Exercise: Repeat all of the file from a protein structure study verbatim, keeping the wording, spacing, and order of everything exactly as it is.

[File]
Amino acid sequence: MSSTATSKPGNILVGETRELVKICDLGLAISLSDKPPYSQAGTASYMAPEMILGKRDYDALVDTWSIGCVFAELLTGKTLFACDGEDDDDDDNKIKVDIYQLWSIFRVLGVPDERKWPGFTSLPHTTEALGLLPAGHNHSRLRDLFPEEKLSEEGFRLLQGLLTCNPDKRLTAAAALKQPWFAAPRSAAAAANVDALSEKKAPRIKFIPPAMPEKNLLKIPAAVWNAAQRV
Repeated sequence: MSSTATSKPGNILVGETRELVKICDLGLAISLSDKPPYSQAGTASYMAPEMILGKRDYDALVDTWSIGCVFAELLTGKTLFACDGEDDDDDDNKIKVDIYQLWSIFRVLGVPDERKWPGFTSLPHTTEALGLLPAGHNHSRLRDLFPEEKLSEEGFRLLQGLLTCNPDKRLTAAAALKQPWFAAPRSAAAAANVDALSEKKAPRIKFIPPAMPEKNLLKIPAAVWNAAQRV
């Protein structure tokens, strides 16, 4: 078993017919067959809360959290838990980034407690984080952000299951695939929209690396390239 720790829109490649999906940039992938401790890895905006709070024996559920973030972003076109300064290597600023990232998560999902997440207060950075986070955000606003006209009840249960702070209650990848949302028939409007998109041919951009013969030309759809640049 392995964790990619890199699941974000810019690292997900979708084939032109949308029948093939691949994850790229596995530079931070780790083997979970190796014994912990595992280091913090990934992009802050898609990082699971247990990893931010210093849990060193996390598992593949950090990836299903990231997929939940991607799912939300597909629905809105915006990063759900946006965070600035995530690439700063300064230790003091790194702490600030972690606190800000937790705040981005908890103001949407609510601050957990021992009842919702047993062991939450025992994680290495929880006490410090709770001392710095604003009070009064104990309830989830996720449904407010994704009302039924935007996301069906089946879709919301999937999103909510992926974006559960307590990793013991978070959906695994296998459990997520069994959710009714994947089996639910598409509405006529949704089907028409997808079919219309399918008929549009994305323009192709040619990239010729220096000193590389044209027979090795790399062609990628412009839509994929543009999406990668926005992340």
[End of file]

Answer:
Amino acid sequence: MSSTATSKPGNILVGETRELVKICDLGLAISLSDKPPYSQAGTASYMAPEMILGKRDYDALVDTWSIGCVFAELLTGKTLFACDGEDDDDDDNKIKVDIYQLWSIFRVLGVPDERKWPGFTSLPHTTEALGLLPAGHNHSRLRDLFPEEKLSEEGFRLLQGLLTCNPDKRLTAAAALKQPWFAAPRSAAAAANVDALSEKKAPRIKFIPPAMPEKNLLKIPAAVWNAAQRV
Repeated sequence: MSSTATSKPGNILVGETRELVKICDLGLAISLSDKPPYSQAGTASYMAPEMILGKRDYDALVDTWSIGCVFAELLTGKTLFACDGEDDDDDDNKIKVDIYQLWSIFRVLGVPDERKWPGFTSLPHTTEALGLLPAGHNHSRLRDLFPEEKLSEEGFRLLQGLLTCNPDKRLTAAAALKQPWFAAPRSAAAAANVDALSEKKAPRIKFIPPAMPEKNLLKIPAAVWNAAQRV
């Protein structure tokens, strides 16, 4: 078993017919067959809360959290838990980034407690984080952000299951695939929209690396390239 720790829109490649999906940039992938401790890895905006709070024996559920973030972003076109300064290597600023990232998560999902997440207060950075986070955000606003006209009840249960702070209650990848949302028939409007998109041919951009013969030309759809640049 392995964790990619890199699941974000810019690292997900979708084939032109949308029948093939691949994850790229596995530079931070780790083997979970190796014994912990595992280091913090990934992009802050898609990082699971247990990893931010210093849990060193996390598992593949950090990836299903990231997929939940991607799912939300597909629905809105915006990063759900946006965070600035995530690439700063300064230790003091790194702490600030972690606190800000937790705040981005908890103001949407609510601050957990021992009842919702047993062991939450025992994680290495929880006490410090709770001392710095604003009070009064104990309830989830996720449904407010994704009302039924935007996301069906089946879709919301999937999103909510992926974006559960307590990793013991978070959906695994296998459990997520069994959710009714994947089996639910598409509405006529949704089907028409997808079919219309399918008929549009994305323009192709040619990239010729220096000193590389044209027979090795790399062609990628412009839509994929543009999406990668926005992340």